54 countries, 1.1 billion people, and countless cultural sites, but instead the University of Chicago website suggests animals are all you’ll see when you travel to the continent. While Africa’s wildlife is breathtaking and unique, it is not the focus for students interested in African civilizations. The continued emphasis of the African continent as a wild and undeveloped place furthers a narrative which trivializes its political, civil, and social problems. And we are able to buy into this trope most effectively when we do not study abroad and see it firsthand.
After examining the African Civ in Paris program, I decided that I can not in good conscience participate in the program, and have searched for other options. There is a Botswana program, which is the successor to an earlier Tanzania program and has a focus on southern development and ecology. This program’s focus on science holds limited appeal for those interested in other subjects pertaining to Africa. However, the University made sure to include on the website that the University of Botswana is a “modern and equipped institution.” Language such as this makes me wonder who questioned whether or not the University of Botswana is capable of operating at “modern” standards.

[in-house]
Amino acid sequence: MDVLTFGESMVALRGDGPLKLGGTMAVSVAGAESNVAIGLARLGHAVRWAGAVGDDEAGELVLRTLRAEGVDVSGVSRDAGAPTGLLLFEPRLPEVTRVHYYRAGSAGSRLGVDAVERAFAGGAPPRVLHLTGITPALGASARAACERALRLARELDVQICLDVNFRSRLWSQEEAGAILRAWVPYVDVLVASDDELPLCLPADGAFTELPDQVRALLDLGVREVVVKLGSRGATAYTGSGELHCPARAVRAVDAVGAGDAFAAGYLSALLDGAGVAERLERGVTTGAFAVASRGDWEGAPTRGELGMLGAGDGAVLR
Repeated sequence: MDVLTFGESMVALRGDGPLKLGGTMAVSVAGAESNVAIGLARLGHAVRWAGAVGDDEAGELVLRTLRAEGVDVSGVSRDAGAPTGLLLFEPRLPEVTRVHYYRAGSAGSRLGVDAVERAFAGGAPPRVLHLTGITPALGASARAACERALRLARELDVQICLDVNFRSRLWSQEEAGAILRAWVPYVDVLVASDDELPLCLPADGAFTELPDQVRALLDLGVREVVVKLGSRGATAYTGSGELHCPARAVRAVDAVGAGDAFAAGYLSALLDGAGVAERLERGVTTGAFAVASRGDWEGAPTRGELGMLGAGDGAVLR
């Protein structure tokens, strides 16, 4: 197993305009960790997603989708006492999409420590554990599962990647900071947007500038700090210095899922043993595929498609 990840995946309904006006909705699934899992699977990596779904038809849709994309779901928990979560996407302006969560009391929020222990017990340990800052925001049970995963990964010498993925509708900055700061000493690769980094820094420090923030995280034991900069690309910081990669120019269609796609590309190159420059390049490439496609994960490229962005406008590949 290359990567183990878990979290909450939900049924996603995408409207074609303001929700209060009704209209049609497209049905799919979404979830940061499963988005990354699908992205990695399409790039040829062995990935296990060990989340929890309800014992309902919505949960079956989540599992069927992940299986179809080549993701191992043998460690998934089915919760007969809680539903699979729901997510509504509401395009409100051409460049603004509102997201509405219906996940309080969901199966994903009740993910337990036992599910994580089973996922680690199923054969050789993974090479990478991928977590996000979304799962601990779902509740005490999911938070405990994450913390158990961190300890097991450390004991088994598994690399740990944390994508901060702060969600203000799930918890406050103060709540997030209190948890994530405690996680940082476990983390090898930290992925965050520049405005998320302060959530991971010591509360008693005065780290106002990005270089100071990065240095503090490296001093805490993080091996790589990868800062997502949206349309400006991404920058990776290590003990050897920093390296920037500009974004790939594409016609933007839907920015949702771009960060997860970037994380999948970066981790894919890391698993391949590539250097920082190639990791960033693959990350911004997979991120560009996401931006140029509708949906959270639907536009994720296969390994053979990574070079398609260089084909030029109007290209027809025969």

The other option I found was to enroll in a study abroad program on the continent run by an outside institution. This would require a student to take a leave of absence, with no guarantee that the classes taken through the outside program would count towards their major requirements. Options like this are not only financial burdens, but can also delay graduation. What does it mean when a student has to leave the University of Chicago and temporarily attend another university to comprehensively study the continent of Africa? Shiro Wachira, a fourth year in the College, wrote to me about her experience with this problem. “It was not easy to find a program that would complement rather than disrupt my UChicago education,” Wachira says. “Were it not so personally important for me to shift my academic focus more towards Africa, I would probably have given up much sooner.”
Beyond the moral and intellectual challenges of studying Africa while in Paris, a study abroad program there starves African economies of much-needed resources. When a wealthy and prestigious American university such as the University of Chicago conducts a study abroad program in Paris, it invests its resources in the French economy. The Paris program fee is $4500 dollars. The average UChicago student studying in Paris spends $200-250 dollars per week on meals and incidentals. The Study Abroad office even gives the following warning to students: